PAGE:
The Sipsey Wilderness within the Bankhead National Forest is home to a multitude of hiking trails as well as abundant camping, bird watching and more. There are numerous trailheads from which to access the trails. From the Sipsey Wilderness Recreation Area, there are two easily accessible trails, 200 and 209. This parking lot is the only pay to use facility ($3) in the Sipsey and offers restroom facilities. The trail begin underneath the highway bridge and travels down a small incline towards the river. I must note, the trails are poorly marked. Be sure to come prepared with a GPS, compass and copy of the trail map. For the most part, the Borden Creek trail (200) follows alongside the Borden Creek. As you make your way on the trail, there are several place where you can follow the trail away from the creek into small coves many of which have seasonal waterfalls. These small detours are well worth the walk and a great photo opportunity.
The trail, through this part, is fairly narrow and mostly sandy. About ½ mile in you will come to intersection of the 200 and 209 trails which is marked by a wooden sign. Trail 209 crosses the creek at this point and continues northwest. The Borden Creek trail continues northeast along a wider path and past several large rock overhangs and additional waterfalls. Borden Creek is wet year round but run deeps during the spring and fall months or after large rain events. Wild life is abundant including a variety of birds, frogs and lizards. Camping is allowed anywhere with the national forest and several camp sites with fire rings already exist along the trail. Since the terrain is moderate, this first section is great for backpacking. You can camp alongside the creek and enjoy the rustling water throughout the night.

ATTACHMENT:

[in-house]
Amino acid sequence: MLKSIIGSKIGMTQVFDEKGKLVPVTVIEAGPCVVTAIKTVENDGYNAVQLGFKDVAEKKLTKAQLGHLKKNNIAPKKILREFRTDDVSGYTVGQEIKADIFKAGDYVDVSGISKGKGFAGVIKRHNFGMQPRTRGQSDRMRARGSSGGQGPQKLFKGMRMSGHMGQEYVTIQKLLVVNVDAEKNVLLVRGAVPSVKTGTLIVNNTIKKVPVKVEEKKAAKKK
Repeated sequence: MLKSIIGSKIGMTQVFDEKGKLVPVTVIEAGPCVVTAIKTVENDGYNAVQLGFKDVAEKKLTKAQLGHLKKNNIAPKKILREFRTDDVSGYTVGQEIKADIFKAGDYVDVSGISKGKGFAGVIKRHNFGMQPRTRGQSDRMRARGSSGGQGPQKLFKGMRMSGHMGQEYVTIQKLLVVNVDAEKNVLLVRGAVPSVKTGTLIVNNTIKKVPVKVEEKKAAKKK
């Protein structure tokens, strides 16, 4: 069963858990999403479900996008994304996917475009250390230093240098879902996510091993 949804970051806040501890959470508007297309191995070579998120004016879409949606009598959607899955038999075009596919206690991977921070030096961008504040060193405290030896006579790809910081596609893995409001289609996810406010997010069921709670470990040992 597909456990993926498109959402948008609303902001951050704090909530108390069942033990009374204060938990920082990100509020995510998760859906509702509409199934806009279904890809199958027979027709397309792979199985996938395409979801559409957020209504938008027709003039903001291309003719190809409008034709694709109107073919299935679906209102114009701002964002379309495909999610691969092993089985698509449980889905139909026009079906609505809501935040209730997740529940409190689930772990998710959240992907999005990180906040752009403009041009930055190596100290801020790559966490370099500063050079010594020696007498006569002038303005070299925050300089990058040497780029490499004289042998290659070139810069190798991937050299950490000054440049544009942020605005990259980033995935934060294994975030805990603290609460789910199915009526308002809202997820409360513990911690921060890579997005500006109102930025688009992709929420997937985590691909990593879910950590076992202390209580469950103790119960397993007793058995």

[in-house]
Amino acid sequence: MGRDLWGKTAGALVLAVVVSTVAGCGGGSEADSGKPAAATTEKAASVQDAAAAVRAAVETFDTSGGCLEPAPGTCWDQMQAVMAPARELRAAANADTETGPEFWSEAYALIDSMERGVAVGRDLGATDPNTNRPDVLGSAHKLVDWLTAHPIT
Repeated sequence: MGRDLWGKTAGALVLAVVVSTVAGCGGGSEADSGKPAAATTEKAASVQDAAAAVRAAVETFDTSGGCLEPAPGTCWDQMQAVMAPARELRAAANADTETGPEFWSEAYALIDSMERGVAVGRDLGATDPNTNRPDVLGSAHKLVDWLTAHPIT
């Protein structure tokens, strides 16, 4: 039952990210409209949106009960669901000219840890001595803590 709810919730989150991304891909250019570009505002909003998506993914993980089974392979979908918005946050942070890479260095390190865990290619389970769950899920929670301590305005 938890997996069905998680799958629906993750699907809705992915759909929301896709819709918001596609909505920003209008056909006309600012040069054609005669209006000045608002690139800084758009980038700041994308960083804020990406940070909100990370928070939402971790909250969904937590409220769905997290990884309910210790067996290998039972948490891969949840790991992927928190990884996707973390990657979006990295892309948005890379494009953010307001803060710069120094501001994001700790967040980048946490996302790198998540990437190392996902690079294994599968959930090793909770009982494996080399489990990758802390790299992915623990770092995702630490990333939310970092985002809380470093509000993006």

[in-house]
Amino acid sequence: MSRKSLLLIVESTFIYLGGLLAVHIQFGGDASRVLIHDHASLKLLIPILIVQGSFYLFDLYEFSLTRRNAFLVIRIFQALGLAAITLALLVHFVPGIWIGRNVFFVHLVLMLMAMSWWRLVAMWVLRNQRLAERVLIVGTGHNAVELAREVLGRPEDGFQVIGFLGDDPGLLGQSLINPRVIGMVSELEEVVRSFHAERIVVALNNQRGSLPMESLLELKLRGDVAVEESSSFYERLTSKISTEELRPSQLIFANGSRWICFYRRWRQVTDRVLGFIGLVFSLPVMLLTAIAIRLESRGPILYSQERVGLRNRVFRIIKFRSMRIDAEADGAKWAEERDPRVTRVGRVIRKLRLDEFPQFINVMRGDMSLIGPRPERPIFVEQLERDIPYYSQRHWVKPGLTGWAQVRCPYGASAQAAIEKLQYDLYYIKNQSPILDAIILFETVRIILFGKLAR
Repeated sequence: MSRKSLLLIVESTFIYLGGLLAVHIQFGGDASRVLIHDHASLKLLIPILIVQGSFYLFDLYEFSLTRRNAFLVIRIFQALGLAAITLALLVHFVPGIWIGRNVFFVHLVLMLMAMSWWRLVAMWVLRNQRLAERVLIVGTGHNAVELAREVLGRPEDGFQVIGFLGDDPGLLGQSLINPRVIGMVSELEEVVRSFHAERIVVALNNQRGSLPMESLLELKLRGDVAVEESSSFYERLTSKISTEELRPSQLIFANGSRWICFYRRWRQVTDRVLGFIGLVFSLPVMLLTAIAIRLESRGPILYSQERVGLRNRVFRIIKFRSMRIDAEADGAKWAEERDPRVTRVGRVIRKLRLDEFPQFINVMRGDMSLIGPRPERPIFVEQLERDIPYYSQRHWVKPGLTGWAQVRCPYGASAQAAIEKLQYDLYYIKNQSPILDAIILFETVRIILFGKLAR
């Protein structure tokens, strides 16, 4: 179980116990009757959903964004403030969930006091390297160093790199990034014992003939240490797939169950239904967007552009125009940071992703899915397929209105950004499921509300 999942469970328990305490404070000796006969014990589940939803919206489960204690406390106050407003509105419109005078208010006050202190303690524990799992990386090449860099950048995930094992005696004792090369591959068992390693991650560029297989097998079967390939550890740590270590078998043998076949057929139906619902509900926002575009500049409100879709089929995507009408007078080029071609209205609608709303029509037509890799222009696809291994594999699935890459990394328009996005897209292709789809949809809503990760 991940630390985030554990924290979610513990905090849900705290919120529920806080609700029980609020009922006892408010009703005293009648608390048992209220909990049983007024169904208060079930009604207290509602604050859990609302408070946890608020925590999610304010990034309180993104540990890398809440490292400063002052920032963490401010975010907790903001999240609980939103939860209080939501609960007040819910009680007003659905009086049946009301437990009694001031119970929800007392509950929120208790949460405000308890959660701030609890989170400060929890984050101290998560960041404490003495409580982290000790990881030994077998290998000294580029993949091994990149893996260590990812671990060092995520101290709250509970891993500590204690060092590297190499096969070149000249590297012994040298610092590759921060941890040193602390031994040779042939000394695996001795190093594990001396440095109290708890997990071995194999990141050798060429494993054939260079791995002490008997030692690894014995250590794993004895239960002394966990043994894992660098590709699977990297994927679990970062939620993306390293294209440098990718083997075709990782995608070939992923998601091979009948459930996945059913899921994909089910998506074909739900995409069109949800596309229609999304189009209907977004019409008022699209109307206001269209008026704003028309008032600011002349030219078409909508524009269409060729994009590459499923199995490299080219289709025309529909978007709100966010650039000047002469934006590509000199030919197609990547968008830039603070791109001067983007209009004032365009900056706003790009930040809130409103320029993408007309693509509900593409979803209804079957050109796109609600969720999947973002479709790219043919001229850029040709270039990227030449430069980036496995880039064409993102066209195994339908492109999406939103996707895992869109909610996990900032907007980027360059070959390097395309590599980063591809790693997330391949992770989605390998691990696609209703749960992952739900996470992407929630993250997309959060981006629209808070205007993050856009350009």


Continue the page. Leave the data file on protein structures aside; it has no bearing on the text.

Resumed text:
Approximately 1 mile in you will come to a point where the Borden trail crosses a small tributary. Be prepare to get slightly wet as you forge the creek and make your way up the steep bank on the opposite site. Again, you will pass a large camping area as you continue alongside Borden creek. Past this point, the trail again become narrow and slightly overgrown. There are no markings along the trail, so follow close by the creek.
Around 2 miles you will come to a point where the trail appears to end. At this point the trail continues through an opening in the boulders which leads through a “fat mans’ squeeze”, about 10 yards long and 2 feet wide, and comes out at the bottom of the small waterfall. Be sure to have your flashlight handy. As an alternative, hikers can forge through the river for a short distance and rejoin the trail at the bottom assuming the water level is down. The first option is the best. The trails continues another 1/2+ mile till it reaches the Borden trail head. At this point you can either turn back and retrace your steps or be smart and have a car parked awaiting your arrival. Overall the hike is a pleasant one except for the portion that requires climbing up the rock side roughly 2 miles into the hike. This portion is not suitable for small children. Get an early start and come prepared to spend the entire day hiking.
(Thanks Christina for your help)